Another case of bovine trichomoniasis has been found in Iowa.
The venereal disease of cattle is called “trich” for short.
The first known case of the disease in the state was found in two bulls in southwest Iowa in May. The latest report comes from a cattle herd in south-central Iowa, where five of six bulls tested positive for trich earlier this month.
Iowa State University Extension beef veterinarian Dr. Grant Dewell says, in both cases, the bulls spread the disease to the cows, causing infertility and high open rates.
“Typically, they’ve had a fairly normal pregnancy rate,” Dewell says, “but (in one herd), it was down to less than 80 percent calving rate this year. The second herd that just came up positive only had about 30 percent of their cows get pregnant.
“So it’s one of those situations where you’ve basically lost a breeding season on those cattle.”
Dewell says testing is the only way to confirm trich. And, going forward, he says it’s important that producers know where breeding stock is coming from and the possible health issues in those herds.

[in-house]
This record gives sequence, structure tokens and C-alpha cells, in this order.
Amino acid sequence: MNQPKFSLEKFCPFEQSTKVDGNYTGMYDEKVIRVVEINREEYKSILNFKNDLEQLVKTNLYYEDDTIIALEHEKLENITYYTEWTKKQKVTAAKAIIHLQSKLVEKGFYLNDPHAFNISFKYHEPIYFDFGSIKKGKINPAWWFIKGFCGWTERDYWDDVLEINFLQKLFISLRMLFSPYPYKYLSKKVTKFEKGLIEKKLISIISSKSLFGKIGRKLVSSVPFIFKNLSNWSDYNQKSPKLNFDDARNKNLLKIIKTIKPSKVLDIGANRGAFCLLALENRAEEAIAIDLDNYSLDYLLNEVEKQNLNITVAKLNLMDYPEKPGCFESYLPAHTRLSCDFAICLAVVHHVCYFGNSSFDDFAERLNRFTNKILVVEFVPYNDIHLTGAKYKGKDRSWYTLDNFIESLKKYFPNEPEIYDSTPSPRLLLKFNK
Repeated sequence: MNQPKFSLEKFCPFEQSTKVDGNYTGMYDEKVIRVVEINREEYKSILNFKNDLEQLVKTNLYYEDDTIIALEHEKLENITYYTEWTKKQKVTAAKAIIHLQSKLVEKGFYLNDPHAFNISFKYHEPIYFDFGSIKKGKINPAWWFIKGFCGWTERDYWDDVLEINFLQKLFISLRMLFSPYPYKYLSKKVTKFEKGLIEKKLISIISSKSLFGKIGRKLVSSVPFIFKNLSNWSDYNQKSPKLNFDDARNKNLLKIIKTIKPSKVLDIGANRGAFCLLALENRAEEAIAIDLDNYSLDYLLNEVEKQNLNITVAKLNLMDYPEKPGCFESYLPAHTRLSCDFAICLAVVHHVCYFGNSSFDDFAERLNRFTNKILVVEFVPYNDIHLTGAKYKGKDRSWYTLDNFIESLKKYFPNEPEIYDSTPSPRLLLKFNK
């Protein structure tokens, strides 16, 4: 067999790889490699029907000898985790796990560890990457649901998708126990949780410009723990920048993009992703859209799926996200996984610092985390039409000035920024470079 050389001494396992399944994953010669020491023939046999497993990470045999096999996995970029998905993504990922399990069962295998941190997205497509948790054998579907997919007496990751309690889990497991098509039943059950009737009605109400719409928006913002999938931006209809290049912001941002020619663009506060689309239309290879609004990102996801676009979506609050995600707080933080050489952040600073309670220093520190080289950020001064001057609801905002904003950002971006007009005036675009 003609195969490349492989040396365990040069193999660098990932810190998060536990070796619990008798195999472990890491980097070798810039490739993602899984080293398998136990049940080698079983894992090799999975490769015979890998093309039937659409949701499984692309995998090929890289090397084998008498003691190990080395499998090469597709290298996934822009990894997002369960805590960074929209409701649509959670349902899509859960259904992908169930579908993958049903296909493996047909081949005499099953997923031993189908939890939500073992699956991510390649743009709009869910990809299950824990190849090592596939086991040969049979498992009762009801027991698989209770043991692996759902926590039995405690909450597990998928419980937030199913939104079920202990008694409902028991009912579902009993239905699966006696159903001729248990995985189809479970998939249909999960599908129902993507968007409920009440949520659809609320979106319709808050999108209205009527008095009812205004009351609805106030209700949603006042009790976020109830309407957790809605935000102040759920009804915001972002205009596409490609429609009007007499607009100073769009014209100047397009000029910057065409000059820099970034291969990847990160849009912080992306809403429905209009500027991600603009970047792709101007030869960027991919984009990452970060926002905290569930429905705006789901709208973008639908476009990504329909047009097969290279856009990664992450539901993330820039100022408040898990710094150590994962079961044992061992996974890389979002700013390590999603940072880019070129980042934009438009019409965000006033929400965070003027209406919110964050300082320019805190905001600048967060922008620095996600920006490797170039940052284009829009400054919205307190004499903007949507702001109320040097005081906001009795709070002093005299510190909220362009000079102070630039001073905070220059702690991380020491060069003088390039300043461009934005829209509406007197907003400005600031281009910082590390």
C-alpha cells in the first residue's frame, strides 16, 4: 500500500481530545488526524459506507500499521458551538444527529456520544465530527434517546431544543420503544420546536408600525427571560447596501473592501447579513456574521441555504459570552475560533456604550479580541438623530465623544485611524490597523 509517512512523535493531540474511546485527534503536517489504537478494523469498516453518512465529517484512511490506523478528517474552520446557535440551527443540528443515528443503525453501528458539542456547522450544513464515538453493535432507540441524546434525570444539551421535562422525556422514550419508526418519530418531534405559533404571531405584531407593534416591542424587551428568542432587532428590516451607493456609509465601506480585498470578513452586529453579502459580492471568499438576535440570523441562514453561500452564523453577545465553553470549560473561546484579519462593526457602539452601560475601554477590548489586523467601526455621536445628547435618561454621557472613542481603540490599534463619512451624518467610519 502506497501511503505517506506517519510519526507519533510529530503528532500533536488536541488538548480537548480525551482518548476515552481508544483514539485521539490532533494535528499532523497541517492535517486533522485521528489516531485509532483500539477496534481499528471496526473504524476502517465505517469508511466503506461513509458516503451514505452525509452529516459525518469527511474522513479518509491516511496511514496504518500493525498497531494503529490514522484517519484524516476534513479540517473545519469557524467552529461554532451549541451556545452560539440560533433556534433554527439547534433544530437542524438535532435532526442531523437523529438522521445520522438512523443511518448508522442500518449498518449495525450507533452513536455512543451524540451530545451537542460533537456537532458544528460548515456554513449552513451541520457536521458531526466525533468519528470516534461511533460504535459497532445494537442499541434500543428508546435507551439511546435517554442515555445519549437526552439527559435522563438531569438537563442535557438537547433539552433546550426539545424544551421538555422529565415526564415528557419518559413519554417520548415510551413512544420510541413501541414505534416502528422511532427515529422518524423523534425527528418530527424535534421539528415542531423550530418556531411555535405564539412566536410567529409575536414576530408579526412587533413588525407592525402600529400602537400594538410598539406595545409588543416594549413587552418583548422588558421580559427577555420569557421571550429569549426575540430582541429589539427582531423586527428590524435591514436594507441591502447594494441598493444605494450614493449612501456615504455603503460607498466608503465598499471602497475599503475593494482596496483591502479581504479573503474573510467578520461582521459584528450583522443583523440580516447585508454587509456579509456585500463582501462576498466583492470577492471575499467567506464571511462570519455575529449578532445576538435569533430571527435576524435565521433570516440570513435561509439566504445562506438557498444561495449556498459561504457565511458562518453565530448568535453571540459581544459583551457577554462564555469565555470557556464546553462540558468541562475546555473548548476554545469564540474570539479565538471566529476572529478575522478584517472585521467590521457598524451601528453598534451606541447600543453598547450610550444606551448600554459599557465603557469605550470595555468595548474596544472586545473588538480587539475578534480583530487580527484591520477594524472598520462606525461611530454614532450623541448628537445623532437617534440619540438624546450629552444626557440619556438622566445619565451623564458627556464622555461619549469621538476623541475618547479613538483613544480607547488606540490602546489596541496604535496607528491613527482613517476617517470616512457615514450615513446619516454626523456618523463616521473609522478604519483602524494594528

“We need to be really on the ball here to make sure that we’re testing herds that are at risk,” he says. “Producers shouldn’t buy open cows in the next few years and be very careful on their new bulls—either buy virgin bulls or have those bulls tested prior to the breeding season.”
The Iowa Department of Agriculture stresses that trich is a reportable disease in Iowa. Once it is identified, the department issues an order of quarantine for that facility. The quarantine remains in place until further testing confirms the disease is no longer present in the herd.
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